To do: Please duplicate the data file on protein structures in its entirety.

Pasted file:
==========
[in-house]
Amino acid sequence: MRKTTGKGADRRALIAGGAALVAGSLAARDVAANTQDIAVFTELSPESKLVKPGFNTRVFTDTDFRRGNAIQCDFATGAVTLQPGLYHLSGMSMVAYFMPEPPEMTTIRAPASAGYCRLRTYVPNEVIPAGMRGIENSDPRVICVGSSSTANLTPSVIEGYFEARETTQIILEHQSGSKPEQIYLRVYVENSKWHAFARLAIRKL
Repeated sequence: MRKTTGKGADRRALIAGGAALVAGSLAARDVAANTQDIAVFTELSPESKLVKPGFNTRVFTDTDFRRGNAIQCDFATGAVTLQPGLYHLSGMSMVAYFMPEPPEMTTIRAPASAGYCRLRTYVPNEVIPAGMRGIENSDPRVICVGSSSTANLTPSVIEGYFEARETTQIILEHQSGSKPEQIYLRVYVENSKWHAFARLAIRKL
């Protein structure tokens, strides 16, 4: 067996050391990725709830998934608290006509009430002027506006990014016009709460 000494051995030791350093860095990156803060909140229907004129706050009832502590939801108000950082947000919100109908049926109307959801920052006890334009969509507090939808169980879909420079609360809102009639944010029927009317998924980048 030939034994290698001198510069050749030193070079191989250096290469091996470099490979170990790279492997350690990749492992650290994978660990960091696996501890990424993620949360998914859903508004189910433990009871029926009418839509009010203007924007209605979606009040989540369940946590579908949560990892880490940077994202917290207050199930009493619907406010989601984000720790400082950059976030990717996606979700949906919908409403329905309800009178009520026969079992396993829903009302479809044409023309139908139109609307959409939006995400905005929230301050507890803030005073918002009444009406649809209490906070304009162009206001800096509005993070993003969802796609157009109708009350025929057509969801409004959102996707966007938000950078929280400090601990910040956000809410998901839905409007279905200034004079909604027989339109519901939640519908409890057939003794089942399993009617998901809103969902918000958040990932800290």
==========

[in-house]
Amino acid sequence: MRKTTGKGADRRALIAGGAALVAGSLAARDVAANTQDIAVFTELSPESKLVKPGFNTRVFTDTDFRRGNAIQCDFATGAVTLQPGLYHLSGMSMVAYFMPEPPEMTTIRAPASAGYCRLRTYVPNEVIPAGMRGIENSDPRVICVGSSSTANLTPSVIEGYFEARETTQIILEHQSGSKPEQIYLRVYVENSKWHAFARLAIRKL
Repeated sequence: MRKTTGKGADRRALIAGGAALVAGSLAARDVAANTQDIAVFTELSPESKLVKPGFNTRVFTDTDFRRGNAIQCDFATGAVTLQPGLYHLSGMSMVAYFMPEPPEMTTIRAPASAGYCRLRTYVPNEVIPAGMRGIENSDPRVICVGSSSTANLTPSVIEGYFEARETTQIILEHQSGSKPEQIYLRVYVENSKWHAFARLAIRKL
């Protein structure tokens, strides 16, 4: 067996050391990725709830998934608290006509009430002027506006990014016009709460 000494051995030791350093860095990156803060909140229907004129706050009832502590939801108000950082947000919100109908049926109307959801920052006890334009969509507090939808169980879909420079609360809102009639944010029927009317998924980048 030939034994290698001198510069050749030193070079191989250096290469091996470099490979170990790279492997350690990749492992650290994978660990960091696996501890990424993620949360998914859903508004189910433990009871029926009418839509009010203007924007209605979606009040989540369940946590579908949560990892880490940077994202917290207050199930009493619907406010989601984000720790400082950059976030990717996606979700949906919908409403329905309800009178009520026969079992396993829903009302479809044409023309139908139109609307959409939006995400905005929230301050507890803030005073918002009444009406649809209490906070304009162009206001800096509005993070993003969802796609157009109708009350025929057509969801409004959102996707966007938000950078929280400090601990910040956000809410998901839905409007279905200034004079909604027989339109519901939640519908409890057939003794089942399993009617998901809103969902918000958040990932800290």